I got a chance once to have a conversation with a German man who was 4 at the end of the war and witnessed the American army of occupation take in surrendered equipment. He said that to quickly render the rifles useless they removed the bolts throwing them in one barracks and the rifle into another. The remaining gear was thrown into a pit and bulldozed over. I can't imagine it would be too hard for a GI to grab a bolt and rifle as a quick souvenir. Unless regulations changed post war or another country had different regs I doubt the bolt removal was required for shipping. I've seen several rifles and handguns that were shipped back to the US completely intact. One was a jap rifle shipped wrapped in brown paper with the address and postage stuck to the butt stock. I also read an article recently on a steyr WW1 rifle shipped with the address tacked to the stock no wrapping or box. Oh the good old days.

    The main reason collectors price mismatched rifles a little less is on account of headspacing. If the Nos. match it can be assumed the rifle has the correct headspacing but if the Nos. are mismatched you should have the headspacing checked. A good example is the British No. 4 Mk 3. If I remember correctly there were 3 different length bolt faces. A mismatched bolt on a rifle may result in deformed brass, the bullet being pushed back into the case, or worse. If the rifle shoots fine its a good rifle but I wouldn't trust a mismatched rifle to shoot well without checking it out first.

    I always get a kick out of the markings on the US claymore. "Front toward enemy".

  7. #17

    Default Re: Non-Matching Vet Bring Back K98k Rifles, How and Why?

    I've got what appears to be vet bring back K98 code 42 dated 1939, weird part is that the handguard(walnut) and all metal parts including screws are number to the gun with the exception of the lower stock which is a flat buttplate laminate and blayonet lug. The rifle is not import marked either, always wonder what happened to the walnut stock this rifle had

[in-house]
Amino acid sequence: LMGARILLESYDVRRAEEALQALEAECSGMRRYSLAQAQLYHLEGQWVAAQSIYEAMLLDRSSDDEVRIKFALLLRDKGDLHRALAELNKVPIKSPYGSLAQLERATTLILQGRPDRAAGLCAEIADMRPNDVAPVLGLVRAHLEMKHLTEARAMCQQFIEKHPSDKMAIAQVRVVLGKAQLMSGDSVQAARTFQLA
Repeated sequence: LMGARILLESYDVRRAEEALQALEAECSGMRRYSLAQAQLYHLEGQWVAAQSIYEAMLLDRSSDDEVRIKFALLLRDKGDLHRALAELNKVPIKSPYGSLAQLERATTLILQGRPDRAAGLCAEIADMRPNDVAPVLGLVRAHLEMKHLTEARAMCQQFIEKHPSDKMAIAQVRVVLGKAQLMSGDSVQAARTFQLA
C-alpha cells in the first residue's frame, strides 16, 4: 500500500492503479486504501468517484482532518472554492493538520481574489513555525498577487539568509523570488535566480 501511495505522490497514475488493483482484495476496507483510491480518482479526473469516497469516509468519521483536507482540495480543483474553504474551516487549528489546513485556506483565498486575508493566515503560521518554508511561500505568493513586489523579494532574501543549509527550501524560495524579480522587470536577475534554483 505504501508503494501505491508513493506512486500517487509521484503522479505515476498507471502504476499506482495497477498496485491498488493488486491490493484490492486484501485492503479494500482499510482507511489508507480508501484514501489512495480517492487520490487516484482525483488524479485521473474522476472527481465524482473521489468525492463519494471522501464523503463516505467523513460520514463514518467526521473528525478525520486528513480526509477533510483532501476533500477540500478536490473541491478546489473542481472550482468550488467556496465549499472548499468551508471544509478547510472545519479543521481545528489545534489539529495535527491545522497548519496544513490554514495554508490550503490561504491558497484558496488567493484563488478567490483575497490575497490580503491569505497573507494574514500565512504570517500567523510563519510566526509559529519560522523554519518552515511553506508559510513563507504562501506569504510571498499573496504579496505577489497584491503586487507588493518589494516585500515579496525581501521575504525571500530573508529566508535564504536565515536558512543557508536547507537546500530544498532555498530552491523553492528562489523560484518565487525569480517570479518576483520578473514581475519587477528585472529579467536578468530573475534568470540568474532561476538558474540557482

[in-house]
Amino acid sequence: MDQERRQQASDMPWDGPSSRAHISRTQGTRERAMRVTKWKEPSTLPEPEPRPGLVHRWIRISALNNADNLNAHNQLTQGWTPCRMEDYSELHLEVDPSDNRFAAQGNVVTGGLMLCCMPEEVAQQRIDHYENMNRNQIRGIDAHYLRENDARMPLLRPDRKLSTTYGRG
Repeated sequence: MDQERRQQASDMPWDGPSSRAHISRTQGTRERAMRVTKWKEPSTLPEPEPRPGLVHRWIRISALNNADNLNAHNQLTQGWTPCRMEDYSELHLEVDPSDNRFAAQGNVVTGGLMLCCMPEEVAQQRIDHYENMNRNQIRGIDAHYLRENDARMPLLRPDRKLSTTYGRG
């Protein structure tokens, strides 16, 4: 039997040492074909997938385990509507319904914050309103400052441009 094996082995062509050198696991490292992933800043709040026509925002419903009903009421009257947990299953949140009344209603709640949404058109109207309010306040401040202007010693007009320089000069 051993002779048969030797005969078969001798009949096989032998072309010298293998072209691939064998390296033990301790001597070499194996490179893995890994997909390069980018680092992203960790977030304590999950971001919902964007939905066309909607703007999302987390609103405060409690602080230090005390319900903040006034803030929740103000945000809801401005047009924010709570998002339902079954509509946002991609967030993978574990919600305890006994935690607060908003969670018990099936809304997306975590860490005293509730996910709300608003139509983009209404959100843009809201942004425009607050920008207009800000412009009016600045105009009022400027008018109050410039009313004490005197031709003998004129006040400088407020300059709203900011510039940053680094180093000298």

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  8. #18

    Default Re: Non-Matching Vet Bring Back K98k Rifles, How and Why?

    Hello!!! I was just told that there is a Kar98k in someone's hands that is very uncommon! First of all it has no eagles or waffenamps, it has a Springfield bolt and a metal lane running across the wooden stock where the right hand is placed when aiming the rifle (behind the trigger and near the sling hole). Anyone knows anything about this variation??? Plus i was told it was an FJ variation and a shovel mechanism could be added to the butt of the rifle in order the soldier could dig with it... 0.0 The guy that told me that sounded a bit nuts but who knows... (i haven't seen the rifle so i describe it as much as i can with the info i got)

  9. #19

    Default Re: Non-Matching Vet Bring Back K98k Rifles, How and Why?

    Quote by theotherhomer View Post
    I've got what appears to be vet bring back K98 code 42 dated 1939, weird part is that the handguard(walnut) and all metal parts including screws are number to the gun with the exception of the lower stock which is a flat buttplate laminate and blayonet lug. The rifle is not import marked either, always wonder what happened to the walnut stock this rifle had
    A broken stock may have been replaced in the field or at one time was switched for a repair.

  10. #20
    ?

    Default Re: Non-Matching Vet Bring Back K98k Rifles, How and Why?

    Lizard King,I wonder if this is the rifle that you mentioned? ....Mannlicher Infantry Rifles Hungary
    JEDEM DAS SEINE